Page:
Luck's not just rained, it's poured. And the question uppermost in everybody's mind is will India break its three-year jinx with drought? The early onset of southwest monsoons—the annual phenomenon delivers 80 per cent of the country's total rainfall—preceded by good pre-monsoon showers all over the country has happily startled people awaiting a long and scorching summer.
To be sure, the early onset of rains is a trifle unusual. Meteorologists admit to a certain degree of unpredictability about this year's monsoon and the factors which have added to its vigour. For one, the blazing heat that usually scorches large swathes of north and central India in May and June was mostly subdued. As a result, the mercury, that normally soars to 45 degrees celsius in places like Delhi, Haryana and Punjab and even higher in Rajasthan and Gujarat, remained well below its average value during the peak summer season. Delhi best exemplified this variation from the normal: the city's average maximum temperature in May was a bearable 35.2 degrees celsius. More strikingly, no heat-waves were reported in the country. Also, almost all regions experienced a good amount of rainfall. Unlike the routine pre-monsoon thundershowers which are sporadic and unevenly scattered, the rainfall in the month of May was regular and well distributed.
Various theories are being propounded to explain this year's rather unusually pleasant summer. Most of them point to last month's cyclone in the Arabian Sea off the Gujarat coast as the lucky trigger for 'bonus' rainfall all over the country. Meteorologists are holding forth on how the swirling disturbance, that took a northwestward detour while approaching Gujarat, led to the unexpected rainfall in May. Explains S.C. Gupta, director, India Meteorological Department (imd): "The cyclone that originated in the Arabian Sea off Gujarat's coast in the second half of May, acted as a catalyst and set the weather systems in motion. It not only lowered temperatures but also resulted in good rainfall. So, the cyclone weather system, that persisted for almost two weeks, followed by easterly winds from the Bay of Bengal and south-westerly winds, together led to a sustained cooler weather and also brought about rains."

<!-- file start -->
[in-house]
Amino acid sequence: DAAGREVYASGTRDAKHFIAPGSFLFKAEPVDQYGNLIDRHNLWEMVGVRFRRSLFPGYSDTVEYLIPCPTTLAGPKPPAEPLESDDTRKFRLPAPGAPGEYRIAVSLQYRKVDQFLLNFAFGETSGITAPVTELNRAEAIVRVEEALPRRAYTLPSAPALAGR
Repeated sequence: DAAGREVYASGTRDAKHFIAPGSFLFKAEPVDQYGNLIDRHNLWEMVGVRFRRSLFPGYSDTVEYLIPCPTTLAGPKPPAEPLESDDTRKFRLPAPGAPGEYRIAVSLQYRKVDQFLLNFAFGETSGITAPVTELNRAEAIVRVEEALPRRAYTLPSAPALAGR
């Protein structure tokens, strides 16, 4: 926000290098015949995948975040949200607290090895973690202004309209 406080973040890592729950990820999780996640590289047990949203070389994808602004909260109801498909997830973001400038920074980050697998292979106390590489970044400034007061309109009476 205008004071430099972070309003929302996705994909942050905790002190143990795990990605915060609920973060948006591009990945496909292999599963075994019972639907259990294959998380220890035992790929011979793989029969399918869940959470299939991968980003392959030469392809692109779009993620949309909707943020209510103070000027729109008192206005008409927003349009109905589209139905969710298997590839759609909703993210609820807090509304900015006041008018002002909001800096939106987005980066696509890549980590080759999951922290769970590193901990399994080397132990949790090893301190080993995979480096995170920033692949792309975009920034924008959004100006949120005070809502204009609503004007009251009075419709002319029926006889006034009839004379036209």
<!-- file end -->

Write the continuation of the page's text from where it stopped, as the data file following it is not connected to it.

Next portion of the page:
The pleasant summer and the early arrival of monsoon is also being attributed to global warming in some quarters. But this premise finds few takers among experts. "I don't agree global warming could have had this perceptible impact on the monsoons. There is no denying that average temperatures are rising globally but this cannot be ascribed to every region. There are regions that also show a decline in temperature. In the present situation and with available methods of calculations, the global phenomenon cannot be discerned in a relatively small regional occurrence like the southwest monsoon," says G.B. Pant, director, Indian Institute of Tropical Meteorology, Pune.
U.S. De, additional director general of meteorology at imd's Central Weather Observatory in Pune, adds: "A general statement is being made that the frequency of droughts and floods will be higher. However, regional uncertainties are still prevailing. The model calculations cannot tell conclusively about the impact of global warming on regional phenomena. It is not possible to establish any such correlation at this stage."
With recurring droughts in the background, the stakes for this monsoon are really high. For states like Gujarat, Rajasthan, Chhattisgarh, Madhya Pradesh and Orissa, that are reeling under the third successive year of severe drought, any further deterioration in their condition would push them into the abyss of 'agriculture drought'—the last and most calamitous stage of drought. This is manifested in a perilous shrinkage of crop area and poor vegetative growth, eventually resulting in famine. The ministry of agriculture has already sounded the warning bells by officially declaring that last year's kharif and rabi production had been affected on account of deficient rainfall in the affected states. The crop in these states is estimated to have been lower by about a whopping 15.7 million tonnes.